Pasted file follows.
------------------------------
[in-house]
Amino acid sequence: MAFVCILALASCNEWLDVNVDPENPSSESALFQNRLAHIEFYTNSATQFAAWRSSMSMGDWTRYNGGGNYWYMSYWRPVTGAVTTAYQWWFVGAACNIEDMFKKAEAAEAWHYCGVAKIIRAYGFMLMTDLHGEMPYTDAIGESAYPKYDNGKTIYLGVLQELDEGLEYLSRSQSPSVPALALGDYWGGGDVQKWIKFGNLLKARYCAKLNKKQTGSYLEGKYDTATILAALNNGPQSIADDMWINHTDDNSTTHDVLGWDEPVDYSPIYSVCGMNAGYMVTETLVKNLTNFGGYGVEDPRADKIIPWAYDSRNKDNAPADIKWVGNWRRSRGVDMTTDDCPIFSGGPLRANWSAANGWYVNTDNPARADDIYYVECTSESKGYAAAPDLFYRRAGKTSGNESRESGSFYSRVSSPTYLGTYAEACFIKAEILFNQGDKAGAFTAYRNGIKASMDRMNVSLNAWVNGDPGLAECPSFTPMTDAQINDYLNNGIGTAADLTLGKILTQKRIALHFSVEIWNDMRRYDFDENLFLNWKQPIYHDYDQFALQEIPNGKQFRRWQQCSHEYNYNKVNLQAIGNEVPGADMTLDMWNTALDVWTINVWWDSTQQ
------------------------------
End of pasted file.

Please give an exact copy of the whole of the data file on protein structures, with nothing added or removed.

[in-house]
Amino acid sequence: MAFVCILALASCNEWLDVNVDPENPSSESALFQNRLAHIEFYTNSATQFAAWRSSMSMGDWTRYNGGGNYWYMSYWRPVTGAVTTAYQWWFVGAACNIEDMFKKAEAAEAWHYCGVAKIIRAYGFMLMTDLHGEMPYTDAIGESAYPKYDNGKTIYLGVLQELDEGLEYLSRSQSPSVPALALGDYWGGGDVQKWIKFGNLLKARYCAKLNKKQTGSYLEGKYDTATILAALNNGPQSIADDMWINHTDDNSTTHDVLGWDEPVDYSPIYSVCGMNAGYMVTETLVKNLTNFGGYGVEDPRADKIIPWAYDSRNKDNAPADIKWVGNWRRSRGVDMTTDDCPIFSGGPLRANWSAANGWYVNTDNPARADDIYYVECTSESKGYAAAPDLFYRRAGKTSGNESRESGSFYSRVSSPTYLGTYAEACFIKAEILFNQGDKAGAFTAYRNGIKASMDRMNVSLNAWVNGDPGLAECPSFTPMTDAQINDYLNNGIGTAADLTLGKILTQKRIALHFSVEIWNDMRRYDFDENLFLNWKQPIYHDYDQFALQEIPNGKQFRRWQQCSHEYNYNKVNLQAIGNEVPGADMTLDMWNTALDVWTINVWWDSTQQ